Later On

A blog written for those whose interests more or less match mine.

Bosses believe your work skills will soon be useless

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Danielle Paquette reports in the Washington Post:

Nearly a third of business leaders and technology analysts express “no confidence” that education and job training in the United States will evolve rapidly enough to match the next decade’s labor market demands, a new report from the Pew Research Center finds.

About 30 percent of the executives, hiring managers, college professors and automation researchers who responded to the Pew survey felt future prospects looked bleak, anticipating that firms would encounter more trouble finding workers with their desired skill sets over the next decade.

“Barring a neuroscience advance that enables us to embed knowledge and skills directly into brain tissue and muscle formation, there will be no quantum leap in our ability to ‘up-skill’ people,” wrote Andrew Walls, managing vice president at Gartner, an IT consulting firm.

“Seriously? You’re asking about the workforce of the future?” added another respondent, a science editor who asked to stay anonymous. “As if there’s going to be one?”

Lee Rainie, Pew’s director of Internet, science and technology research, the study’s co-author, helped canvass, reaching out to 8,000 decision makers in Pew’s database. About 1,400 responded, and many of those told the researchers they were bracing for machines to transform the ways humans work — sometimes in unpredictable ways.

“People are wrestling with this basic metaphysical question: What are humans good for?” he said. “It’s important to figure that out because this blended world of machines and humans is already upon us and it’s going to accelerate.”

Most of the business and technology professionals expected new training programs to emerge, both at schools and on the private market, to better prepare the future labor force. But 30 percent of the 1,408 respondents doubted such a quick transformation could take place. They felt, according to the report, that “adaptation in teaching environments will not be sufficient to prepare workers for future jobs.”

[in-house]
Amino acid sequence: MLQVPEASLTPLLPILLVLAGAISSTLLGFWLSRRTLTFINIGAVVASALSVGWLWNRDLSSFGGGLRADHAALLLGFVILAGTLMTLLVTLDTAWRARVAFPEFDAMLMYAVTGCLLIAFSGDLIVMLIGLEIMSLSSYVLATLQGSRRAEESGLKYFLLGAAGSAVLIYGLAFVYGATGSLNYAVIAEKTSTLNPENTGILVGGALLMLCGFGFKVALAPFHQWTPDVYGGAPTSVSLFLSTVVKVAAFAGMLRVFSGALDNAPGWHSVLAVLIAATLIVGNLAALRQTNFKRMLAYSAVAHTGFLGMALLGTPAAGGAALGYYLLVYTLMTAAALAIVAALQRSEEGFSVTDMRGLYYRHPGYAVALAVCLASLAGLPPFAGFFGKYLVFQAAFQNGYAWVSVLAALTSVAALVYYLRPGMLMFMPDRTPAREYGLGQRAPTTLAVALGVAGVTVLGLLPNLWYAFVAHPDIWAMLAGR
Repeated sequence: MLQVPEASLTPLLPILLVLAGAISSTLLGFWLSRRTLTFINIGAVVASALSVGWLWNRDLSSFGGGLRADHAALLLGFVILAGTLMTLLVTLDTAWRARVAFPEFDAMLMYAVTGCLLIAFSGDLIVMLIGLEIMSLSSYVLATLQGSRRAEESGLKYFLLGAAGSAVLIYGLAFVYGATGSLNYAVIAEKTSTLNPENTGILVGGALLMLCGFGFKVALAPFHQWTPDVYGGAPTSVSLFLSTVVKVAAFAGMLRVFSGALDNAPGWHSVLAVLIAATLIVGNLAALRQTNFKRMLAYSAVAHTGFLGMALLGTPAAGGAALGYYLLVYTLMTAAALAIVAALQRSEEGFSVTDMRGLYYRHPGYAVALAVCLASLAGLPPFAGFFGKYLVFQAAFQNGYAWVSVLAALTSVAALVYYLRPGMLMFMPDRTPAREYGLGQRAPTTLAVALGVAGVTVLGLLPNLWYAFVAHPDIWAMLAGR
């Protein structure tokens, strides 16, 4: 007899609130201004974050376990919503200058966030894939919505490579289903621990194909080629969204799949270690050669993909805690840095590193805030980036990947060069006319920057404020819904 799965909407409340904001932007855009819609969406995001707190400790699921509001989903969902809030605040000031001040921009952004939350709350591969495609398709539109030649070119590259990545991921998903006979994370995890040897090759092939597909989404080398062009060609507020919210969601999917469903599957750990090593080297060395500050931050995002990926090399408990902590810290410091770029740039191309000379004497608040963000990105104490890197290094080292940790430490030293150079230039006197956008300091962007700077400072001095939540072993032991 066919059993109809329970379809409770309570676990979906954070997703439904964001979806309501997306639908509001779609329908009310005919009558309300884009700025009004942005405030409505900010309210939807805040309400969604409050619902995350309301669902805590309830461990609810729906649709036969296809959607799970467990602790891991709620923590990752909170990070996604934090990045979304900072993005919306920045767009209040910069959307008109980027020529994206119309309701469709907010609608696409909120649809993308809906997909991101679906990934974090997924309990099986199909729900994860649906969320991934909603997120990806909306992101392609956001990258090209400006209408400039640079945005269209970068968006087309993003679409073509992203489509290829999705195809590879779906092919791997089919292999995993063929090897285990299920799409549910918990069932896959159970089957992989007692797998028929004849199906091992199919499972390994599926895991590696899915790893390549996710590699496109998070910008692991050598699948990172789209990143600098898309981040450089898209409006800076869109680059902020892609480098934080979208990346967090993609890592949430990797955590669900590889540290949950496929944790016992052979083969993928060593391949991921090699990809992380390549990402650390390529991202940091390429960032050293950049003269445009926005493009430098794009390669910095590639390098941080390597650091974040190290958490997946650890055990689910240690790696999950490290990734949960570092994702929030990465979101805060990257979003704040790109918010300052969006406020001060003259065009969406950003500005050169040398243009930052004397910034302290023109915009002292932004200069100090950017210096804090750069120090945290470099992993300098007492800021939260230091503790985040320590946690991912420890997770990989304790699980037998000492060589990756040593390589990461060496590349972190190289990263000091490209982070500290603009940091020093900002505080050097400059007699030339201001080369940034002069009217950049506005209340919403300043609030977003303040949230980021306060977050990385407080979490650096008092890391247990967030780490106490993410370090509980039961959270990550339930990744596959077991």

Jerry Michalski, the founder at REX, a technology think tank in Portland, Ore., feared public schools and universities aren’t keeping up with changes in the economy.

“They take too long to teach impractical skills,” he wrote, “and knowledge not connected to the real world.” [Of course, the skill of learning how to learn efficiently and effectively is a highly practical skill, given that training is immediately outdated as technology evolves—having the skill of learning will not be outdated. The skill of learning is one of the skills learned in the liberal arts, which I a sure Mr. Michalski would discard in a heartbeat. He doesn’t get how liberal arts teaches highly valuable skills, but he does get that it leads people to think for themselves and question authority, and that’s the last thing on earth a corporate culture wants. It wants people who will follow orders and chase whatever kibble they’re doling out to motivate the workers to keep the wealth flowing to the top. – LG]

“I’m skeptical that educational and training programs can keep pace with technology,” added Thomas Claburn, editor-at-large at Information Week, a news site. [And thus the importance of learning how to learn. – LG] . . .

Continue reading.

Increasingly I am concerned that our government and other institutions are not planning their response to the upcoming vaporization of millions of jobs. What are they going to do? Is the plan to wait until it hits and then make a plan?

Written by LeisureGuy

7 May 2017 at 4:24 pm

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